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Tutoring and More

1. The End of Dreaming

Years ago, something happened in my brain. I stopped remembering my dreams. Stopped remembering so completely that I wake up every day with a blank slate, as if nothing happened all night. 

Sometimes there’s an echo of a dream. Once or twice, I have recognized where the dream took place — a dreamscape I used to frequent. But those are exceptions. Such echos have lingered at most a half-dozen times in the last twenty years. Otherwise, no dream evidence whatsoever. 

Except this morning.

2. A Dream

[ed: Keep in mind this is a dream and that nothing matches up with anything I know in real life, my grandfather’s Jeep being the exception.]

Andrew was a big kid, a star football player. I didn’t know him, but he came up to me at school at the beginning of lunch and asked for some math tutoring. I said ok.

The cafeteria was downstairs. It was busy. I told Andrew I’d meet him at a table. But things were so busy and the lines so long that by the time I got there, the cafeteria was empty, and Andrew and several other students who wanted tutoring were gone.

Someone on the stairs told me where they were. I put my lunch down and went to find them. They were upstairs milling in the hallway, and now they wanted to go out for ice cream. I said ok.

We met in the parking lot at my 1950s Willy’s Jeep. The kids piled into the back. There were more than a dozen of them. Andrew asked to drive. I gave him the keys and went around the back to jump in with the others.

Andrew began driving off before I was in. I ran and jumped and grabbed onto some kind of pole that was in the bed. The kids helped pull me up.

The ice cream shoppe was off the side of a narrow road in the mountains. The place was mobbed. I had given the kids my wallet to buy their ice cream. They were in line before me. When it was my turn to order, I could see the kids at a distant table. One of them came back with my wallet just as it was time for me to pay.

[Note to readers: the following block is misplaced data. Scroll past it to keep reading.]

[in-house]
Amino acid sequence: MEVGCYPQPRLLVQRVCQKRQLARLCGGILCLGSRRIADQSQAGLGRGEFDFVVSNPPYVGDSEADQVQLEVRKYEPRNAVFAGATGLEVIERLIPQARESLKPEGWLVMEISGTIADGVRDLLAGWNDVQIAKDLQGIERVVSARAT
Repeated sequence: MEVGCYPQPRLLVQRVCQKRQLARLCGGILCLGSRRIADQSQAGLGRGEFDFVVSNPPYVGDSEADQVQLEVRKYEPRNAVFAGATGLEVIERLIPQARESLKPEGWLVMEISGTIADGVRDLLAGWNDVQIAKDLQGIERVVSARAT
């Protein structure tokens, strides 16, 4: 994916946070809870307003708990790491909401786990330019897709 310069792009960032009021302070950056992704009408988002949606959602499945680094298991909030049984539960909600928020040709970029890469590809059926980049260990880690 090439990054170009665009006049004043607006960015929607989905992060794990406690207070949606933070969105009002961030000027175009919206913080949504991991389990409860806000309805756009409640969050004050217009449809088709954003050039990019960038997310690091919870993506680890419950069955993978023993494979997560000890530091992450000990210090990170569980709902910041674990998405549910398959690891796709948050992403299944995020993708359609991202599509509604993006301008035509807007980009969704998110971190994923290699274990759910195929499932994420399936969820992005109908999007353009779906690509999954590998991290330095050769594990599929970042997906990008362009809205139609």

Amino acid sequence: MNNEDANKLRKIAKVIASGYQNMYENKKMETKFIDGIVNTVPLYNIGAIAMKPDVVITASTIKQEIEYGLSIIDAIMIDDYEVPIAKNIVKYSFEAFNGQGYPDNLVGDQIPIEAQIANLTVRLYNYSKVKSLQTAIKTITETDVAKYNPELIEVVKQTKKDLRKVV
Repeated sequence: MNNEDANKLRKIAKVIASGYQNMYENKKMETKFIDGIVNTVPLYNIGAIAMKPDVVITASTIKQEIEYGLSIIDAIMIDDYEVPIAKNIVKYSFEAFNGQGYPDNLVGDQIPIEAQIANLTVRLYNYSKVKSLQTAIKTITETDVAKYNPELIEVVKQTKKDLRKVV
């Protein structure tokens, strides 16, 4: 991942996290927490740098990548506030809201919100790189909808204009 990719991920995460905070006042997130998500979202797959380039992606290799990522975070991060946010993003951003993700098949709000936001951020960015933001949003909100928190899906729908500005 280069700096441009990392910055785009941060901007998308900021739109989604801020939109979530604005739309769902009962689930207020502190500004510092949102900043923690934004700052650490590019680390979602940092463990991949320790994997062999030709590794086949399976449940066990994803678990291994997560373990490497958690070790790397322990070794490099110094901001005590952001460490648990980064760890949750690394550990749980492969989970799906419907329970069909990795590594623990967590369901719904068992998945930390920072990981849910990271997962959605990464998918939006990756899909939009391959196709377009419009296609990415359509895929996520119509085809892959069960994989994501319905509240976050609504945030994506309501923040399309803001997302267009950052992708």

I handed the bills over to the cashier. She looked at the money hesitantly and then looked at her manager and whispered.

“Wait,” I said. “This doesn’t look right.”

The bills were too large and clearly counterfeit. I fumbled in my wallet and got some other bills to pay with. Same problem. So I gave her a credit card, but she said that it was ok, because she and the manager had figured out that Andrew had swapped my money for these fake bills, and that it wasn’t my fault. I didn’t have to pay.

I took my order and walked to the table. The kids were gone. They had finished eating and returned to the Jeep. I put my ice cream on the table and rushed out. There was a commotion at the front door. Someone rushed in and said that Andrew had hit somebody’s child. I ran outside.

The family was sitting in the grass. The girl sitting in her mother’s lap. She was shaken but seemed to be ok. The grandfather came up furiously asking who had hit his granddaughter. I said it was my Jeep and that the kids had driven off. I wanted to run to see if I could catch them before they were gone.

I took off my hat and handed it to the grandfather as a token that I would return. Realizing that my hat was not a convincing token, I took out my wallet so I could give him my driver’s license. My license was gone. Andrew had taken it. I gave the man my wallet and said I would come back.

Andrew was gone. The Jeep was gone. Except for one student, a girl who was in one of my classes, all the other students were also gone. It was getting late. The sun was going down. 

I walked back and passed a lawyer’s office. She was just opening for business. There were two men and a woman in line waiting to talk to her in her tiny office with glass windows that looked out on the green lawn where the ice cream shoppe crowd had been parked. She let the two guys in. I looked in the glass windows and watched them sit down. The woman behind them offered to let me get in line in front of her. I shook my head and left.

I began walking back to the family who’s daughter Andrew had hit.

And I woke up in a cold sweat. What a lousy way to return to dreaming after twenty+ years.